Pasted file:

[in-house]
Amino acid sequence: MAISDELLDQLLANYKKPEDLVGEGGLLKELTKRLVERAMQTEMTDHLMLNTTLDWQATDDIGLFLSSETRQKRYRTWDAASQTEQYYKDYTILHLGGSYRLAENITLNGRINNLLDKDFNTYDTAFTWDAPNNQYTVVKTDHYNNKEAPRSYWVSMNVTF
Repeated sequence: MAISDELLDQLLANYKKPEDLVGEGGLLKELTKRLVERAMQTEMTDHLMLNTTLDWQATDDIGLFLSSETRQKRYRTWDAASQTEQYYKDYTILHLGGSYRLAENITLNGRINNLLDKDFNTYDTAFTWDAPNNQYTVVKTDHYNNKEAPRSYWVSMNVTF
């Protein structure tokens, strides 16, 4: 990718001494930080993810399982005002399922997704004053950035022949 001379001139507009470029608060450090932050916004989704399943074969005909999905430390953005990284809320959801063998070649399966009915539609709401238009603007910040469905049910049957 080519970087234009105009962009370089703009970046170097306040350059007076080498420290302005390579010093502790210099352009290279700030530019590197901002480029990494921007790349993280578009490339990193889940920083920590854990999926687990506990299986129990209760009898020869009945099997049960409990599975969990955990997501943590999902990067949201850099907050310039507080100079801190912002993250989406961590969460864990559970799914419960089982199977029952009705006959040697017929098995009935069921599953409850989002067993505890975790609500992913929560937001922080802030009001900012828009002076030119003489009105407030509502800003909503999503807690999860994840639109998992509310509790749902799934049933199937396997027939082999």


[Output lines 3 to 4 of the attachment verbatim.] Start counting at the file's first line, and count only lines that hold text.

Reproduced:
Repeated sequence: MAISDELLDQLLANYKKPEDLVGEGGLLKELTKRLVERAMQTEMTDHLMLNTTLDWQATDDIGLFLSSETRQKRYRTWDAASQTEQYYKDYTILHLGGSYRLAENITLNGRINNLLDKDFNTYDTAFTWDAPNNQYTVVKTDHYNNKEAPRSYWVSMNVTF
């Protein structure tokens, strides 16, 4: 990718001494930080993810399982005002399922997704004053950035022949 001379001139507009470029608060450090932050916004989704399943074969005909999905430390953005990284809320959801063998070649399966009915539609709401238009603007910040469905049910049957 080519970087234009105009962009370089703009970046170097306040350059007076080498420290302005390579010093502790210099352009290279700030530019590197901002480029990494921007790349993280578009490339990193889940920083920590854990999926687990506990299986129990209760009898020869009945099997049960409990599975969990955990997501943590999902990067949201850099907050310039507080100079801190912002993250989406961590969460864990559970799914419960089982199977029952009705006959040697017929098995009935069921599953409850989002067993505890975790609500992913929560937001922080802030009001900012828009002076030119003489009105407030509502800003909503999503807690999860994840639109998992509310509790749902799934049933199937396997027939082999």